For most of the past decade, renting a home has been a smarter move than buying one in most areas of the United States. The cost of renting a similar home has been far less than owning one, even after things like mortgage interest tax deductions are taken into account.
Many believed that falling home prices would change this reality. As home prices fell, buying a home would seem more attractive. What’s more, foreclosures would push former owners into rental apartments—driving up rental rates and making home-buying even more attractive.
The end result—at least according to the conventional wisdom—was that rising rents would provide a floor to falling home prices. Eventually—fingers crossed—rising rents could even lead home prices to rise if the balance between renting and buying swung too far in the opposite direction.
As it turned out, this was way too rosy of a scenario. Even after the housing bubble deflated, the Rent Ratio—the purchase price of a house divided by the annual cost of renting a similar one—remained elevated in much of the country. It was still better to rent than to buy in most places.
What happened was that the fall in home prices was accompanied by a fall in rental rates. As the economy sputtered and unemployment climed, rental vacancy rates rose. Post-collegiate workers delayed getting a place of their own—what the professionals call “household formation”—in favor of living with roommates or parents.
Housing—ownership and renting—wound up like a game of ring around the rosy: we all fell down.
The situation may be changing now. As my colleague Diana Olick explains over at Realty Check, vacancy rates in rental apartments are declining. At 7.2 percent, they are still far above the 5.5% reached in 2008. In fact, we were at 7.2 percent back in April of 2009. But a year and half ago we were hitting 7.2 percent and climbing. Now we’re on the way back down.
Rents haven’t increased that much—only 0.6 percent. But Lawrence Yun, the chief economist for National Association of Realtors, predicts rents will rise one to two percent next year.
So what’s driving down vacancies and driving up rents? One factor is demographics: an “echo-boom” of young adults reaching prime renting age is increasing demand. Another factor is a change in consumer preferences: the pain inflicted by the housing boom and bust has a lot of people now convinced that renting can be a safer option than buying. Finally, as the economy picks up, household formation should pick up.
If these predictions about the rental market recovering are right, they will finally bring about the shift in the Rent Ratio. But the change in the Rent Ratio may not provide the boost for home prices that some are predicting.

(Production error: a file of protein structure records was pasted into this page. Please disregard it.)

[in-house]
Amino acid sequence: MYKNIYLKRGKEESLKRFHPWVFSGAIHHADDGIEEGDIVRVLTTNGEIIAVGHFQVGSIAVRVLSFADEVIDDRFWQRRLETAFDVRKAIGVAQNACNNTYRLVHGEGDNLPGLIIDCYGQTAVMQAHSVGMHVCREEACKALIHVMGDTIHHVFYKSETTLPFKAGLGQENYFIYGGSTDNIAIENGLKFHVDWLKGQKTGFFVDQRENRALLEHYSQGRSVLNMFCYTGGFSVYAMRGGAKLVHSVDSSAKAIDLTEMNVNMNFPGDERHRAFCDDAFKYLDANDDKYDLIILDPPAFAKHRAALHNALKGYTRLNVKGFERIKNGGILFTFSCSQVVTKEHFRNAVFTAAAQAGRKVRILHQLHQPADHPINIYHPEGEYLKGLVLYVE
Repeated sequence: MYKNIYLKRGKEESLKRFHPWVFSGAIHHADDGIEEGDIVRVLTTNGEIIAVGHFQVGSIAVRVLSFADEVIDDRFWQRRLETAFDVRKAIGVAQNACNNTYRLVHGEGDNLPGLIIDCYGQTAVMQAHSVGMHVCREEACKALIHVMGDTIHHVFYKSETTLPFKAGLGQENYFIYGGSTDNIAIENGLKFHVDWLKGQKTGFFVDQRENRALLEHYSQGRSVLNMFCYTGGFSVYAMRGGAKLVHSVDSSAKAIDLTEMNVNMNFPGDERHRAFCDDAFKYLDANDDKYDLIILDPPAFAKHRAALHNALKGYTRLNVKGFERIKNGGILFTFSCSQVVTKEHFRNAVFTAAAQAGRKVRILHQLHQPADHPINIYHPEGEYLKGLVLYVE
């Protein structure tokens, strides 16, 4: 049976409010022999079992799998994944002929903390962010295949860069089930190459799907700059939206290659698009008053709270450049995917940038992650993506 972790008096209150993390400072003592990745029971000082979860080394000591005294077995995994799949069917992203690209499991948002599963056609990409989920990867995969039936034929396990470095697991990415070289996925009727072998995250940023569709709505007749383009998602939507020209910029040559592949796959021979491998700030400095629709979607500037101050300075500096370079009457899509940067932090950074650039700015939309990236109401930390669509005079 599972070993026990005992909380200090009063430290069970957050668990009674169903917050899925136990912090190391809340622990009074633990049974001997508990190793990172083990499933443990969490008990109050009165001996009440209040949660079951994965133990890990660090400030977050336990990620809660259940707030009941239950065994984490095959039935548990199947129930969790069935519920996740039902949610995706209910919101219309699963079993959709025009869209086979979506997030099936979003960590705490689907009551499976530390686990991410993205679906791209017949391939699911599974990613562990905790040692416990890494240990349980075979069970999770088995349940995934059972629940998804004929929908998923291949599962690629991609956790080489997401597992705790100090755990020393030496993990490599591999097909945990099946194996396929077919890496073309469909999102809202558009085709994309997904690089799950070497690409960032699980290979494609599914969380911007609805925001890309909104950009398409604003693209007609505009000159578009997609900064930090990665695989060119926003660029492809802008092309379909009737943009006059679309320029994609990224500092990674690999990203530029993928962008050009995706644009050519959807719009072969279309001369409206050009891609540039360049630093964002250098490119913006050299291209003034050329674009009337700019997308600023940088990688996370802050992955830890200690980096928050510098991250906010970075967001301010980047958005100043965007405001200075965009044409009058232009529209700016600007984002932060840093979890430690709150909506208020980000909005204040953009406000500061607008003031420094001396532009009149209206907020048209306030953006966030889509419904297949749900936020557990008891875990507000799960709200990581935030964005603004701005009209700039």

Rents may be rising, which means Realtors will offer ever-more charts comparing home affordability to the deteriorating economics of renting.
But it's not about affordability anymore; it's about investing, and a home still isn't a great investment right now. Even the rich are turning to rentals now, according to a report by my CNBC.com colleague, Joseph Pisani. High-end investors would rather put their cash somewhere other than real estate right now, after so many lost so much during the housing bust.
While the housing market is cyclical, and prices will arguably rise again, this latest, unprecedented housing crash changed the fundamental perception of housing for good. As Americans are bombarded with news reports and entertainment shows teaching real estate negotiation, comparison, upgrades and income opportunities, they now understand the economics of housing, and increasingly consider a home's investment value over its basic purpose. Fewer Americans take pride in home ownership. Realtors will tell you it is still your most emotional purchase, but I believe it has become a far more studied and calculated investment than ever before.
I completely agree with that analysis. But I’d go even further. I think that the housing boom and bust has changed attitudes toward borrowing in a way that will make many people hesitant to take out mortgages. What we learned is that buying a house with borrowed money makes you financially fragile: you can lose not only your house but your entire investment due to economic circumstances beyond your control. Living in a rental makes you more robust, better able to handle economic shocks.
What’s more, the threat of increased taxes or inflation to handle future debt—possibilities that the public is very aware of in the age of Tea Party politics—and the fear of diminished economic prosperity in the future, has many people doubtful that they will be much wealthier in the future than they are now. These decreased expectation of future wealth discourages spending on indivisible, illiquid investments like homes. The old style aspirational home purchase is not coming back any time soon.
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